I finally saw an Elk, and unfortunately got a crappy photo of it. Yes, I took the picture but the quality is very bad, and grainy. The zoom on my smartphone doesn’t yield high quality photos but I’m happy just the same, and happy to post it on this site. I’m probably going to start carrying my mirrorless camera on more hikes, which will increase my chances of higher quality photos.

Last hike of 2020 on forest Road with yearly stats summary

The hiking season for 2020 has finally ended, and I can’t say I’ll miss this clusterfuck of a year. The Covid19 Pandemic, Extended Fire Season Political nightmare and health issues has left us emotional wrecks. I personally can’t think of a worse year for the world, or country, in my 63 year life! 😦 I would like to think that 2021 will be an improvement, but we don’t think the pain and suffering will see a reduction until the latter half (or later) of the year.

All these terrible circumstances has literally caused us to fear just about everything we took for granted! Quite honestly, getting closer than about 50 feet, from any people, causes me great worry. I’m terrified of getting (and possibly dying or being permanently crippled) this virus. We haven’t been to a store, or been close to our family, in over nine months. The only things that have gotten us out of the house are taking care of health issues and hiking.

Honestly, hiking has saved our lives, both emotionally and physically. We chose to abandon hiking on any normal or popular trails (except for a couple occasions in bad weather, that scared away most people) in order to avoid people. Forest Roads, on both public and private lands, has kept us away from most people. We typically see maybe 1-2 people, walking on a road, about every 20-30 hikes. We probably see a couple vehicles during every hike, but there is rarely conversation since they don’t typically stop. On very rare occasions there are bikes or motorcycles, but they’ve never stopped to talk. We put on masks whenever we think there could be an encounter with anyone, just to be careful. Being outdoors is inherently lower risk, but we don’t take chances!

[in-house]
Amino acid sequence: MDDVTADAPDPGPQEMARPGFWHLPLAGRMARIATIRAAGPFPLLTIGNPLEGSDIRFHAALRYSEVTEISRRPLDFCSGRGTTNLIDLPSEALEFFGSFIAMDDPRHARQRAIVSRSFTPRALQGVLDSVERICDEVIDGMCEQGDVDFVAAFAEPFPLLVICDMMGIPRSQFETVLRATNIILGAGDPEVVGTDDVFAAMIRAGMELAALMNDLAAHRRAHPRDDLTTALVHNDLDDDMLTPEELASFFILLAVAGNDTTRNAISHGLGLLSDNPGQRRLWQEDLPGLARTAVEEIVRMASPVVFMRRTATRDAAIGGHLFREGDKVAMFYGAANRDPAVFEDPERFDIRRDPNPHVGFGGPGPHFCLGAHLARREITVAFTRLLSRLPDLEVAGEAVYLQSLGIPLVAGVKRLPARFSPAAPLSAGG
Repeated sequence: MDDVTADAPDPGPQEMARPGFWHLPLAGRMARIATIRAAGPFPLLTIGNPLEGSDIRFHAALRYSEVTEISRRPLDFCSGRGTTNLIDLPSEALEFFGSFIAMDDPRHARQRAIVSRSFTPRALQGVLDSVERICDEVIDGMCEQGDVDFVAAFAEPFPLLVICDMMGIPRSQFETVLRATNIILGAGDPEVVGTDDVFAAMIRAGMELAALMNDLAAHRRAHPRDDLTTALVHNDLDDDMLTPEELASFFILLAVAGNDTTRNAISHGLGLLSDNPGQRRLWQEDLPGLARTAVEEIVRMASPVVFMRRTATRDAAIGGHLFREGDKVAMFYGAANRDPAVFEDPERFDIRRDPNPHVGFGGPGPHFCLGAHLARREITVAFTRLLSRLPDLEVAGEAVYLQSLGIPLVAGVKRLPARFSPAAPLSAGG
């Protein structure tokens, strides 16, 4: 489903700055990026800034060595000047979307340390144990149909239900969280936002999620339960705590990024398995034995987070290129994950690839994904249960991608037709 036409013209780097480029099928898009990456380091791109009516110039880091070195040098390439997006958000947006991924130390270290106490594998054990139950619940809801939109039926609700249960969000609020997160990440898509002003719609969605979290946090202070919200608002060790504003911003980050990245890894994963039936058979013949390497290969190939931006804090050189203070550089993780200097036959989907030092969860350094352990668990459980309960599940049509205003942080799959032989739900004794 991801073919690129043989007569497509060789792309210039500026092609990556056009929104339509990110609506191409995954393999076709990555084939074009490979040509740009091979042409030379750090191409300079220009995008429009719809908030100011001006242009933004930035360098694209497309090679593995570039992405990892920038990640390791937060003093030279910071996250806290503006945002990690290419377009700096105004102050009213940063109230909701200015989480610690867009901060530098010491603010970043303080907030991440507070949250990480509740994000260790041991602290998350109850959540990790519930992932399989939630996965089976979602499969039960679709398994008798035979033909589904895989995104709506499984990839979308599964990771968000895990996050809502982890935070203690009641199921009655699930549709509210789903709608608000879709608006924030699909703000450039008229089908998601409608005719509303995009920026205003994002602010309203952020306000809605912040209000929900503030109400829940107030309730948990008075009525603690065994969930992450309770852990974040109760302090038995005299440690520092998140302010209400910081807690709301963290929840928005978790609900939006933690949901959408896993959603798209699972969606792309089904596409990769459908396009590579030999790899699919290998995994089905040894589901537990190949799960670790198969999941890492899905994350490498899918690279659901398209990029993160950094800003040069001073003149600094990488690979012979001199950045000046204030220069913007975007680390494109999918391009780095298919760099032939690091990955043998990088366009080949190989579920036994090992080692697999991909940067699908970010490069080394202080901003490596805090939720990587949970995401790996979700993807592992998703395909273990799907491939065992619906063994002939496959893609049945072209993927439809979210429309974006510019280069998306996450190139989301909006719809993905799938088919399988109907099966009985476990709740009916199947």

As a result of having very little else to do, we’ve actually been able to go hiking more often, and for longer distances. I’ve included the summary of both this year, and since I started on this 25,000 mile goal, and it’s shown below. Amazingly, this was our 3rd best mileage year since we started this mission! 🙂 I’m both stunned and amazed that it worked out so well. Part of why I’m stunned is that we spent almost two weeks indoors, away from the toxic smoke filled air. My wife had knee surgery, at the beginning of the year, and took almost a month off of hiking. Lastly, I had foot and shoulder issues, and was fortunate to deal with them such that they only mildly affected our hiking.


We went on 251 hikes.
Our yearly mileage = 1917.1 miles.
Our yearly elevation gain = 275,482 feet.
Average mileage/hike = 7.64 miles
Average elevation gain/hike = 1,097 feet


We’ve gone on 2299 total hikes
Our total mileage = 17,216.5 miles.
Percentage of Mileage Goal Completed = 69%.
Our total elevation gain = 2,553,900 feet.

We have been hiking, for the past several weeks, in the same area, as it’s fairly level and easier than many places. We’re hiking in this area since my foot is taking a long time to heal, due to my slipping on a stick a while back. My Orthopedist wasn’t concerned about my foot getting better but advised me to go on level terrain, and take it easy, so we did.

This hike was 7.7 miles with 776 feet of elevation gain. The weather was cloudy and it was a bit cool (low 40’s) and was a pleasure for hiking.

I want to wish everyone a happy and healthy New Year’s, and a safe journey through these tough times! Hopefully, we’ll see and hear from you when things improve, and we can resume some semblance of normalcy? Hang in there, stay healthy and safe. Hopefully, you can find the time to get outdoors and enjoy some of nature, as it’s very healing. Mileage Mike

Hiking the circumference of the earth (25,000 miles)!